Gone are the days that organizations can assume that their security tools are working as intended, with 100% accuracy, 100% of the time — whether those tools are based on rules, indicators of compromised, lock-and-block, screen capture, or anything else. No single tool is ever going to be one a one-stop shop for insider threat prevention. In this landscape, the only way to fight this omnipresent risk is with knowledge.
Our approach to this has been to develop the Dtex Enterprise DMAP Intelligence Platform, which combines modern user activity monitoring at the endpoint with machine learning to elevate users for inspection. Dtex allows organizations to see the full audit trail of a user’s activity and easily understand where the gaps and blind spots are — meaning that they can make informed, knowledge-driven decisions about cybersecurity. This approach has been utilized by top private-sector enterprises and the federal government alike, including a major DoD agency and multiple civilian agencies.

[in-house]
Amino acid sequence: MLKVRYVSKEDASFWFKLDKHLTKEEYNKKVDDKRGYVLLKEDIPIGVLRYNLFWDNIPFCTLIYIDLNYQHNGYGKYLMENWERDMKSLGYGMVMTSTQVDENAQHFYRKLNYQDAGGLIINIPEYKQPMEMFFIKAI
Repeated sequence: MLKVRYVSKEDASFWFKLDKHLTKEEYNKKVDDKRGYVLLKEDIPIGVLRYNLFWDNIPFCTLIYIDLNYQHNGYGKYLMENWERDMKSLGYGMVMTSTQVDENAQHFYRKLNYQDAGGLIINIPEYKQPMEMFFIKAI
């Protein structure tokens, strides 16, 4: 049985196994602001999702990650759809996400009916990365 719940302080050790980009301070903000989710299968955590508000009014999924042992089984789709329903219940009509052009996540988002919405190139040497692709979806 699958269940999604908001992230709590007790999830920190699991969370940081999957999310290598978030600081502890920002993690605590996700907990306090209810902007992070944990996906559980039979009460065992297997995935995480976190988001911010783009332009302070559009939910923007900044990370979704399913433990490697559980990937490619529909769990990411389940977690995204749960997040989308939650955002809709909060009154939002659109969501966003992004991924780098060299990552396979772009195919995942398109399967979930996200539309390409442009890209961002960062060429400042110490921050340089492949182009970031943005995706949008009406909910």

Over the next three weeks, we’ll be discussing more about insider threats in honor of Insider Threat Awareness Month. In articles to come, we will cover the difference between simple data and actionable intelligence, how to audit and improve existing cybersecurity measures, and how organizations can future-proof their insider threat strategies. All of this will be tied together with our insights from the field and unique Dtex findings.
We are thrilled that the National Counterintelligence and Security Center has decided to make a concentrated effort in recognizing the importance of insider threat education — and all organizations, public and private alike, can benefit.
To learn more about how Dtex helps the US Federal Government detect and investigate insider threats, click here to download our white paper.